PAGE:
There is an excellent post by Crystal at Reactive Champion about the difference between Classical and Operant conditioning, and how to use both in a training program.
When I first got Fozzie, I used to post to positive training listserves in search of advice about his leash reactivity. One suggestion I got was to have him sit behind me as another dog approached. This sounded like a great idea at first, but I wondered for a while why it just seemed so...impossible.
The person who suggested this, while well-intentioned, was not aware that Fozzie was way too over threshold at these times to do anything requiring presence of mind. But as Crystal from Reactive Champion reported from the Kathy Sdao seminar she attended, a strong foundation of classical conditioning is what allows a reactive dog to get in a space where operant conditioning is possible:
In other words, what classical conditioning does is give you the foundation on which to build those operant behaviors. It helps your dog relax enough to think. It gives you enough time to intervene. It gives you the space you need to begin training the behaviors you want instead of constantly focusing on the ones you don't.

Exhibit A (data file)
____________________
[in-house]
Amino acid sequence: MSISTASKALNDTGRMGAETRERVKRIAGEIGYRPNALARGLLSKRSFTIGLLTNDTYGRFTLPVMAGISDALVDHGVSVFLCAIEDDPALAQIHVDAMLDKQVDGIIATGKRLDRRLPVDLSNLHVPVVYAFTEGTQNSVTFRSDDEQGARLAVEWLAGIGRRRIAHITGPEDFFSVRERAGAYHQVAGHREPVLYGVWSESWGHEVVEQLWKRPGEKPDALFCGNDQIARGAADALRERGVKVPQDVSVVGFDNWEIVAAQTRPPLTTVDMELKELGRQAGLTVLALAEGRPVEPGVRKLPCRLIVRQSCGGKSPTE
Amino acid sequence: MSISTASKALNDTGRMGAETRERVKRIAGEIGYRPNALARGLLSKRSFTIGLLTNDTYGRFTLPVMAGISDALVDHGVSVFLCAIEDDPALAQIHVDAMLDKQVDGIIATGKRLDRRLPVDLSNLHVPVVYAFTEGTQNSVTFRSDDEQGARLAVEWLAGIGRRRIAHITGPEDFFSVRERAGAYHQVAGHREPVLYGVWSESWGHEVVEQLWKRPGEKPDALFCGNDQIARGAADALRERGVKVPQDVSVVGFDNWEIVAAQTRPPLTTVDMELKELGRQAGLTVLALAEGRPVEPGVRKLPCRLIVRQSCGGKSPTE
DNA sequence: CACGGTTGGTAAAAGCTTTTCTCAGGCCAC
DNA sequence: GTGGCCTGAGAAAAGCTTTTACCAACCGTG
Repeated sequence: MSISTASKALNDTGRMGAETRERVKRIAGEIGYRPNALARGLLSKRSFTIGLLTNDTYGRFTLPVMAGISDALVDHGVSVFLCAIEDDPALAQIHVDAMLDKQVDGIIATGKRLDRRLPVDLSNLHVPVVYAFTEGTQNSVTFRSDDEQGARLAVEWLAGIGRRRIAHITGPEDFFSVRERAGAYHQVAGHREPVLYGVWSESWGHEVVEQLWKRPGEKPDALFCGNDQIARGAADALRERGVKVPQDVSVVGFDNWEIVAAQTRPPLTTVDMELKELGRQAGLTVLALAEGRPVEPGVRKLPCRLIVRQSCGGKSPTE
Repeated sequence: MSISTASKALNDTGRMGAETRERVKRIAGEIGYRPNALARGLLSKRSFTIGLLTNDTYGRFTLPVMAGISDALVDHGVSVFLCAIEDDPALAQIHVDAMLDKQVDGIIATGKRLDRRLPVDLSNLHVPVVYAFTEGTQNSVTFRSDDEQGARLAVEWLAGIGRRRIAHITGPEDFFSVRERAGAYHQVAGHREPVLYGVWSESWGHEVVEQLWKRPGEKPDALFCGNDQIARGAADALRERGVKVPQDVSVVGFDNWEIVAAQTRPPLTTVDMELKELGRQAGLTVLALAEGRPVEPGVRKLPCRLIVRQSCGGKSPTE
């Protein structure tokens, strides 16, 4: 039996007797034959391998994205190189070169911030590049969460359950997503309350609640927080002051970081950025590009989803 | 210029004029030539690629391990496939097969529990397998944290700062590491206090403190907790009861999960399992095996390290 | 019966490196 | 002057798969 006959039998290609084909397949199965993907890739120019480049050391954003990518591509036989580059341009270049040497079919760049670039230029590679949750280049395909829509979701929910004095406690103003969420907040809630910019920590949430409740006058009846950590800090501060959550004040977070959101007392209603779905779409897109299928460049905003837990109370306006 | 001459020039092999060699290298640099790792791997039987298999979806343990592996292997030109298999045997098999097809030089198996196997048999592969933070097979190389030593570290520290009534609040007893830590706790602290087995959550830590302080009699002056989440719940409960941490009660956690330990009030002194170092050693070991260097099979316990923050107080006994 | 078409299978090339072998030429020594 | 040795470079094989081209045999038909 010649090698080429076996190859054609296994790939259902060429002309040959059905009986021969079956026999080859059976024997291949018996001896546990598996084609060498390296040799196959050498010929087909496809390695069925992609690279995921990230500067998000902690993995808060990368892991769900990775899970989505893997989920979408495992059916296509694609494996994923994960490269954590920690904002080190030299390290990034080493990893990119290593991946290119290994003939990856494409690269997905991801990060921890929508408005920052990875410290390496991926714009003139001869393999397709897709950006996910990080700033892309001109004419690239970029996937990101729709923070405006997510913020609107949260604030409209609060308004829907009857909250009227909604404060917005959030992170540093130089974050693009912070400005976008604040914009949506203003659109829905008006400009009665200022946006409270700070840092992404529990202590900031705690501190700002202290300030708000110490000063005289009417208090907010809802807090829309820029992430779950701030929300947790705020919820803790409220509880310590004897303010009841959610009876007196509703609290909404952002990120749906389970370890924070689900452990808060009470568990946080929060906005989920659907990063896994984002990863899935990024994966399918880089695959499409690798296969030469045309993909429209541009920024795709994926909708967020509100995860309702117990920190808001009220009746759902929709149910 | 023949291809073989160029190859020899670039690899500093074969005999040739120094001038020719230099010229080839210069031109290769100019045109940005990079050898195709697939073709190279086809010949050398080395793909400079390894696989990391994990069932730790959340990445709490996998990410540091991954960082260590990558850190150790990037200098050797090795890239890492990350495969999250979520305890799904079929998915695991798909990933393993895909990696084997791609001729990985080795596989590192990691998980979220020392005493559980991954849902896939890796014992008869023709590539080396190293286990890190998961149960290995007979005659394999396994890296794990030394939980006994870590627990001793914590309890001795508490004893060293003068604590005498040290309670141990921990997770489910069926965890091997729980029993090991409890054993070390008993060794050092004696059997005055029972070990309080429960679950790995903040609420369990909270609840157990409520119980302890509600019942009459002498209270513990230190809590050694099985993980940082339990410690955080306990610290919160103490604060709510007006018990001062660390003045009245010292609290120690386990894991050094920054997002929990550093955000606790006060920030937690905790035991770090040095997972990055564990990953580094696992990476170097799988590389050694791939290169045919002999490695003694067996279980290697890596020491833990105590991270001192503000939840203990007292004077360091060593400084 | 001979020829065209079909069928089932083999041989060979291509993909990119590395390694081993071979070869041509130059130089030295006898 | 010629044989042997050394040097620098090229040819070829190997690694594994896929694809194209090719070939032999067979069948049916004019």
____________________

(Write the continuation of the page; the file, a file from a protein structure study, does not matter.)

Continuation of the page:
Fozzie, and any dog who is above threshold, can't handle the expectations of performing a particular behavior until he's been brought below his threshold through classical conditioning. This is the same principle that prompts some really good shelters to have their visitors treat dogs even when they're barking.
I've seen this work with Lamar, as he is now looking at me when he sees another dog since we've trained him for many months with a click as soon as he so much as glances another dog's way (Crystal, thanks for the clarification that this is indeed an operant success!)
Fozzie is making progress too--if we're far enough away from another dog and I've shoved enough "free" treats in his face, he will sometimes offer a sit!
I love my fellow dog bloggers for explaining tricky concepts so well--you are my continuing education!